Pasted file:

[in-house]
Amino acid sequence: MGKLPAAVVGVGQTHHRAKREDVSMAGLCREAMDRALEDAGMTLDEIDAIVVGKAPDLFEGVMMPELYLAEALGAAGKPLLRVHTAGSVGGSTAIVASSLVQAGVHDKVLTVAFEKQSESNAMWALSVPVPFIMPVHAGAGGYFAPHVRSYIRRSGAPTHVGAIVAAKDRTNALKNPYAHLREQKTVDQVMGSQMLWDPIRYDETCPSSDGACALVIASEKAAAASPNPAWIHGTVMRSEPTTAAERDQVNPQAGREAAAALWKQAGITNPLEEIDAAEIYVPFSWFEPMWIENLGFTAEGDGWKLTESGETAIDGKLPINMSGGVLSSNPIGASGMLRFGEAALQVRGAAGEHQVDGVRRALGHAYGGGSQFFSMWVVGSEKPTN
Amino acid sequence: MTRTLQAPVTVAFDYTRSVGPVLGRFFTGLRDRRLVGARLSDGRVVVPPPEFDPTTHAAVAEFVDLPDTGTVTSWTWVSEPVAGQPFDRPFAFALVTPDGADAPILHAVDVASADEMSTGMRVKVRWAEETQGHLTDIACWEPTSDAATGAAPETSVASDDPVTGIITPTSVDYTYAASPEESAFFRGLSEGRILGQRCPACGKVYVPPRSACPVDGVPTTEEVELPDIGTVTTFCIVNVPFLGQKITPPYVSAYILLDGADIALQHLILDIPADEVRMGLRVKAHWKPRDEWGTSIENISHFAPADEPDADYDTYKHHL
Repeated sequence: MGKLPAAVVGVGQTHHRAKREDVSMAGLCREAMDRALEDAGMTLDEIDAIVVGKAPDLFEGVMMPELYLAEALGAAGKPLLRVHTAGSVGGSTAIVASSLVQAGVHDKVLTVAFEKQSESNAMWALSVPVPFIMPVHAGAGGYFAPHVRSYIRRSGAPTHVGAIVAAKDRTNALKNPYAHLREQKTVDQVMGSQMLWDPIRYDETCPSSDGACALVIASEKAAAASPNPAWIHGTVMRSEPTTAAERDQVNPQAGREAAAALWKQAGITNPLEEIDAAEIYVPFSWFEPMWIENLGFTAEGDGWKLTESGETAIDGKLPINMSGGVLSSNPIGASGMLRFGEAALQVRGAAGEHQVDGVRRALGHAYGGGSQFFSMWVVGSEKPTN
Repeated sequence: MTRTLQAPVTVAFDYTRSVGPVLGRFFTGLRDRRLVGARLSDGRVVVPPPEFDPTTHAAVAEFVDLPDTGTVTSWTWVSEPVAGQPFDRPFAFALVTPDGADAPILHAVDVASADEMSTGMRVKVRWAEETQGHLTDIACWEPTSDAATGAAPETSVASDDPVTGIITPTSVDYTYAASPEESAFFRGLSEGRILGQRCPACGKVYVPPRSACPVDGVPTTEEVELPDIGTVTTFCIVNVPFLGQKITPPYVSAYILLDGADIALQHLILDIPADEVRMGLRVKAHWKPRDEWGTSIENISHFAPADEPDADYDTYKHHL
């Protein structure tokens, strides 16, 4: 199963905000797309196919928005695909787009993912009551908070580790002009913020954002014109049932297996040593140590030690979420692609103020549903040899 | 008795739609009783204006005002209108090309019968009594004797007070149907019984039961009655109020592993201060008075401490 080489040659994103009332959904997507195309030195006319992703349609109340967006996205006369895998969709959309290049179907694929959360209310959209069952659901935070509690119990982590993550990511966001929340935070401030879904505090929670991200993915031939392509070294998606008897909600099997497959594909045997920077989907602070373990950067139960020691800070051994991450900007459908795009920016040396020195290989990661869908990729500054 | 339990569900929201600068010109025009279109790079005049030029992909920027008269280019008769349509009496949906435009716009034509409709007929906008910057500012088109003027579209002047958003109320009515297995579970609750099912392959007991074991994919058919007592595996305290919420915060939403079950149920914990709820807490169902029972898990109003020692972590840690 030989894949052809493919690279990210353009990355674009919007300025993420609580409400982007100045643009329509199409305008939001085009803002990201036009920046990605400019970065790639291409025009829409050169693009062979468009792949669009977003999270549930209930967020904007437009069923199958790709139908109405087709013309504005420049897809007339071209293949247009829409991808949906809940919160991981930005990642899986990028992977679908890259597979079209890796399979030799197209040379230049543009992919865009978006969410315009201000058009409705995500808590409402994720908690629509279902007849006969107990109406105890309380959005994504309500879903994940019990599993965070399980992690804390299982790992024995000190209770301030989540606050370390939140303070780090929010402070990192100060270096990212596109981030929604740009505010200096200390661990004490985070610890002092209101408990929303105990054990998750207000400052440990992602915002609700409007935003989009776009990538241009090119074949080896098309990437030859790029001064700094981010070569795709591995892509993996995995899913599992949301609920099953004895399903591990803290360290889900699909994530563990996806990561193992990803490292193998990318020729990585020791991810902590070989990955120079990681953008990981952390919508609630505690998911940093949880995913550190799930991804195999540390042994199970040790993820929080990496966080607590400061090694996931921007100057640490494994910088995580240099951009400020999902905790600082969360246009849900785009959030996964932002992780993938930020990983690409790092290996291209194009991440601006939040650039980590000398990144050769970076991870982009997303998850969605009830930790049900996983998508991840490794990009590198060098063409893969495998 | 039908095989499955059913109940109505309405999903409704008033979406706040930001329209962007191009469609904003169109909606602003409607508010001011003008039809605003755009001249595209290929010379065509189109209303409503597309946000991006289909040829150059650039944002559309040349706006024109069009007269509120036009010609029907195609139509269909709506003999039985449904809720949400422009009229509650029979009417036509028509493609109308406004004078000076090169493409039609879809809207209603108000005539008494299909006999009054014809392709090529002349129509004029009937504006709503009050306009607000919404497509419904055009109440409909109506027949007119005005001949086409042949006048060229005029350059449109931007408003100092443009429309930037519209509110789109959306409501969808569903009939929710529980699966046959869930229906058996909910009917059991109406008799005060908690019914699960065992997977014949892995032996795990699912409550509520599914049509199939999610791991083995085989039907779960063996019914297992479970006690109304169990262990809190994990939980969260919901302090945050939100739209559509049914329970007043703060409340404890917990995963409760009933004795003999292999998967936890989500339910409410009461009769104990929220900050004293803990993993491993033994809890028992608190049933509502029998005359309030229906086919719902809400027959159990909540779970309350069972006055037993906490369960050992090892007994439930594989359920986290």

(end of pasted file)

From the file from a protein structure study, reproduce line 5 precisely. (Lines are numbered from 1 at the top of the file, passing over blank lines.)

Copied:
Repeated sequence: MTRTLQAPVTVAFDYTRSVGPVLGRFFTGLRDRRLVGARLSDGRVVVPPPEFDPTTHAAVAEFVDLPDTGTVTSWTWVSEPVAGQPFDRPFAFALVTPDGADAPILHAVDVASADEMSTGMRVKVRWAEETQGHLTDIACWEPTSDAATGAAPETSVASDDPVTGIITPTSVDYTYAASPEESAFFRGLSEGRILGQRCPACGKVYVPPRSACPVDGVPTTEEVELPDIGTVTTFCIVNVPFLGQKITPPYVSAYILLDGADIALQHLILDIPADEVRMGLRVKAHWKPRDEWGTSIENISHFAPADEPDADYDTYKHHL